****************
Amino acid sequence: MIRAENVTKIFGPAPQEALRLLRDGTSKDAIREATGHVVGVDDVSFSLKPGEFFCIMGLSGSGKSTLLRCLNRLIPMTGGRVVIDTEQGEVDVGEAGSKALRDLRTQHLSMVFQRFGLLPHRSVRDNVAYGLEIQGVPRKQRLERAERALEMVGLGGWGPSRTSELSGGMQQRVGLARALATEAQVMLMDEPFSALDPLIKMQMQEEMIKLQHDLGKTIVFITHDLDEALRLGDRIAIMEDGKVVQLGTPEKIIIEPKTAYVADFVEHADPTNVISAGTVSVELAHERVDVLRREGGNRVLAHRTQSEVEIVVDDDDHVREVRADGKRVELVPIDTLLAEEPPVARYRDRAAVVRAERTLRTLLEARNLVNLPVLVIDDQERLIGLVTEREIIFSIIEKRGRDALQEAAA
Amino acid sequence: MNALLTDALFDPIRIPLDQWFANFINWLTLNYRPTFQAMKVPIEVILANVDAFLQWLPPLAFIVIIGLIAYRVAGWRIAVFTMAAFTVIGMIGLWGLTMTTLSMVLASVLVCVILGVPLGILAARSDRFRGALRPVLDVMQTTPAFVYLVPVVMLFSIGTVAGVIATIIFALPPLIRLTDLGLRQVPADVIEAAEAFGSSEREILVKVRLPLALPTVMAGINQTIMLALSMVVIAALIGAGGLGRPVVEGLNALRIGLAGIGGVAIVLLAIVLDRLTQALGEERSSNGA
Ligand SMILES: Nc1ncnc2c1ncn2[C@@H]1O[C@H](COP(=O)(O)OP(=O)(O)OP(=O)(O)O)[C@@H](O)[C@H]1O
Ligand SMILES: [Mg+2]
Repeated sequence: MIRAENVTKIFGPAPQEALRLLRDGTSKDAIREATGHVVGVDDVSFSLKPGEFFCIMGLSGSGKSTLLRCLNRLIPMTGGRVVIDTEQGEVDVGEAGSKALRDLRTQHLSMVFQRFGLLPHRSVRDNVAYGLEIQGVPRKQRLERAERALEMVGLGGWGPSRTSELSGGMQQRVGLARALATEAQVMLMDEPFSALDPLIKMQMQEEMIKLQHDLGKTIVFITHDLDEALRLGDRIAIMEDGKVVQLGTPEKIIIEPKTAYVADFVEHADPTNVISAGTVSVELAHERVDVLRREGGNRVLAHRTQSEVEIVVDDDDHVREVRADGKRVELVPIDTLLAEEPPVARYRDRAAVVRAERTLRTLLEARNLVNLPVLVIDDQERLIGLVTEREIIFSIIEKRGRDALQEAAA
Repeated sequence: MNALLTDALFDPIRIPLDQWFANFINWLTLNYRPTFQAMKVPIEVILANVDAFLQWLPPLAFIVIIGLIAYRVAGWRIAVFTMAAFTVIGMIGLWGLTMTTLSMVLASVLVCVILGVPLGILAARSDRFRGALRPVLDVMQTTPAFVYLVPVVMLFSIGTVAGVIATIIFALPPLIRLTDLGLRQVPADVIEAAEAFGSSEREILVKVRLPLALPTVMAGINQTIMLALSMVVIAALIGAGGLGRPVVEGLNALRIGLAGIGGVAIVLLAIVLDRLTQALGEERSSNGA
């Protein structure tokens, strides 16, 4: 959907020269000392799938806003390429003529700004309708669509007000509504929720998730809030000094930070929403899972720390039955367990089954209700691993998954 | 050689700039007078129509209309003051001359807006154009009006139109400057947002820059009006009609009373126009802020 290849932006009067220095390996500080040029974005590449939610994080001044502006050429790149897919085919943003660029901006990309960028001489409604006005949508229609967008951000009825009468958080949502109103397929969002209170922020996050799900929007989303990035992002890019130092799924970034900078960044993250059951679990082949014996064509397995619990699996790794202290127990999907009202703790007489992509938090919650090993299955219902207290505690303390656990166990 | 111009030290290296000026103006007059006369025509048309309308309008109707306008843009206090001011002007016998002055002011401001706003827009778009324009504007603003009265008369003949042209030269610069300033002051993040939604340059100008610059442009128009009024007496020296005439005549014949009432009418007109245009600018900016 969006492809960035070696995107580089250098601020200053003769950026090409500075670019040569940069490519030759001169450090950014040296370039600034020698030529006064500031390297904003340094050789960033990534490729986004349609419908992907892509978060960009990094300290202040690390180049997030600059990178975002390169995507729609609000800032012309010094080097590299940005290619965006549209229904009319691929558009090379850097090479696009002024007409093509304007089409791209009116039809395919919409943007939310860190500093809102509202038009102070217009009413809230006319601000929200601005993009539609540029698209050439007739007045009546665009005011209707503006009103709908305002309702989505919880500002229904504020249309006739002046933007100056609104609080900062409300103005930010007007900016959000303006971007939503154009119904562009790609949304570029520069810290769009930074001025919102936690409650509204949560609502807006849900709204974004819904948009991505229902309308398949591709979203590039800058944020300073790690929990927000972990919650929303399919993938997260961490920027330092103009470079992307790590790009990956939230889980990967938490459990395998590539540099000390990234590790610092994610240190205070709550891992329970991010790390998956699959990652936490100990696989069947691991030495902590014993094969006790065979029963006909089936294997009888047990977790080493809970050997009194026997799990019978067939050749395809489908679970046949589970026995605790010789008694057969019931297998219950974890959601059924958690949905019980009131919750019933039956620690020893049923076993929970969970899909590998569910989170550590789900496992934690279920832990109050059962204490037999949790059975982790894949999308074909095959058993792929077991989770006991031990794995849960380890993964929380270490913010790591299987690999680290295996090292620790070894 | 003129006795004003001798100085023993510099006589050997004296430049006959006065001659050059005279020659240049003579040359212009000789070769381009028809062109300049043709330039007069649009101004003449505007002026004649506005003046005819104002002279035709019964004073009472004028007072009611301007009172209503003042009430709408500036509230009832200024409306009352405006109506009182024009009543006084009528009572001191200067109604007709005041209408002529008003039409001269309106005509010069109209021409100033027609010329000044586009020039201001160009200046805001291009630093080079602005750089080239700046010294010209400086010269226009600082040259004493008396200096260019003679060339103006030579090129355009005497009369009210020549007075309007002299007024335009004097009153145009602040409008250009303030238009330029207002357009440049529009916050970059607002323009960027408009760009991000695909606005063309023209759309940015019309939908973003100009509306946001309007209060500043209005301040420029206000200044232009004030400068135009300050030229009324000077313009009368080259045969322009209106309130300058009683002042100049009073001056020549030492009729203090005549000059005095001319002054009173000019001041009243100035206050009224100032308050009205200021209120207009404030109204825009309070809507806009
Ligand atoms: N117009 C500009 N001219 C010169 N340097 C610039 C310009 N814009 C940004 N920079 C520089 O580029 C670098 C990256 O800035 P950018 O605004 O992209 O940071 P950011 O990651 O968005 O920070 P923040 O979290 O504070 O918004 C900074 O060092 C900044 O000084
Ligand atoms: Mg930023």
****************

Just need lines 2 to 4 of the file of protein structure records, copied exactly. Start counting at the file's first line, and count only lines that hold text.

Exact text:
Amino acid sequence: MNALLTDALFDPIRIPLDQWFANFINWLTLNYRPTFQAMKVPIEVILANVDAFLQWLPPLAFIVIIGLIAYRVAGWRIAVFTMAAFTVIGMIGLWGLTMTTLSMVLASVLVCVILGVPLGILAARSDRFRGALRPVLDVMQTTPAFVYLVPVVMLFSIGTVAGVIATIIFALPPLIRLTDLGLRQVPADVIEAAEAFGSSEREILVKVRLPLALPTVMAGINQTIMLALSMVVIAALIGAGGLGRPVVEGLNALRIGLAGIGGVAIVLLAIVLDRLTQALGEERSSNGA
Ligand SMILES: Nc1ncnc2c1ncn2[C@@H]1O[C@H](COP(=O)(O)OP(=O)(O)OP(=O)(O)O)[C@@H](O)[C@H]1O
Ligand SMILES: [Mg+2]